Waku Ghin's Kazuhiro Chii.
SINGAPORE - It's fitting that Yokohama native Kazuhiro Chii took his first steps as a bartender at one of the city's most historical bars, the Ocean Bar Chrysler. His talent and natural inclination is evident in the awards he's earned since, in a career that spans 17 years. Early this year, he joined Waku Ghin as chief bartender, partnering another notable Japanese bartender, Akihiro Eguchi (himself a two-time Singapore champion for the Diageo Reserve World Class Bartender Of The Year competition).
"It's great because we can improve our bartending knowledge and techniques alongside each other," said the 37-year-old Chii. "In addition, Aki always has very creative ideas. I find that I am often quite impressed by them and learn something new, particularly as I am quite an old-fashioned Japanese bartender."
One might think that the occasional squabble is to be expected, but Chii threw out any such prospect. When it comes to drinks, anyway.
"If we would squabble over something ... maybe over a girl?" he laughed.
How does the drink culture in Japan and Singapore differ?
Kazuhiro Chii: In Japan, many people tend to drink alone at the bar. They come to the bar to see the bartender and enjoy cocktails, especially classic cocktails … and often, conversation is not required. In contrast, the Singapore bar experience usually involves people enjoying drinks in the company of friends. And while the Japanese prefer classic cocktails, Singaporeans seem to prefer something new and inventive. In fact, I've encountered many guests who go, "surprise me". I never had such an experience in Japan.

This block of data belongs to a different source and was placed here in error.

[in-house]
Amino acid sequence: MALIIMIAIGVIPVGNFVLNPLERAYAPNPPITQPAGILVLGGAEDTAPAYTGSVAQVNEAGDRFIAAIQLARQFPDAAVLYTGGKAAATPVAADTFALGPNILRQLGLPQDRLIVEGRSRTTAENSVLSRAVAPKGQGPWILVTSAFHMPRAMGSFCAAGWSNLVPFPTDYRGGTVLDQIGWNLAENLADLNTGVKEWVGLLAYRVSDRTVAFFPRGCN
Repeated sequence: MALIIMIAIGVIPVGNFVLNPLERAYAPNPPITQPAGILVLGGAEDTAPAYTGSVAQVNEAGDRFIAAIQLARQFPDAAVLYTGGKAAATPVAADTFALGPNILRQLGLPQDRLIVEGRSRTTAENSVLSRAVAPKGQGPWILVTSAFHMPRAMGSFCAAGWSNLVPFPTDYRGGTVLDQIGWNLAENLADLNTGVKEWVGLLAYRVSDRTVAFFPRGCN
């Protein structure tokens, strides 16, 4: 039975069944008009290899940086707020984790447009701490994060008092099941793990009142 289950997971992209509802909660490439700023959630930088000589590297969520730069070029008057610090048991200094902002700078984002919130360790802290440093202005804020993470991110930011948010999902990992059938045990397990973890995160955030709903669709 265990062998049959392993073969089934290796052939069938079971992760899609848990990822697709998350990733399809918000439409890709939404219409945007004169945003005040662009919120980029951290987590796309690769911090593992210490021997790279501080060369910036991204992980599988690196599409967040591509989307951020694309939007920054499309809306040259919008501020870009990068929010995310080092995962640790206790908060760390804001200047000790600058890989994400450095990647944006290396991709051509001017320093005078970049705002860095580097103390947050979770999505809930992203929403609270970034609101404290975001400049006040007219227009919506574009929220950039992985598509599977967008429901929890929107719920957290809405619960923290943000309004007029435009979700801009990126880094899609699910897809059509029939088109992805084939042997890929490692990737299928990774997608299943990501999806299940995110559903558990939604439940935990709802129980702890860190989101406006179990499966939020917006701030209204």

Fill in the blanks: I drink champagne to celebrate the good life, tequila to forget the bad times, and single malt whisky when contemplating the magic of a brilliant cocktail.
A drink you've had that you wouldn't mind giving another chance?
Hands down, the worst drink to have would be a toss-up between warm beer and watery cocktails. I'm not sure I would give either another chance!
Most inspired food and cocktail pairing you've tried?
Dry martini with a truffle peach.
Favourite borrowed drink philosophy?
Ichigo ichie. One encounter, one opportunity. This phrase comes from the Japanese tea ceremony. In practice, it is very difficult, but it emphasises the idea that each tea meeting is unique.
Strangest thing you've seen added to a cocktail?
A cocktail which had actual Antarctic ice added to it.
What about the cutest thing?
A small yellow rubber duckie for pink bubble martini.
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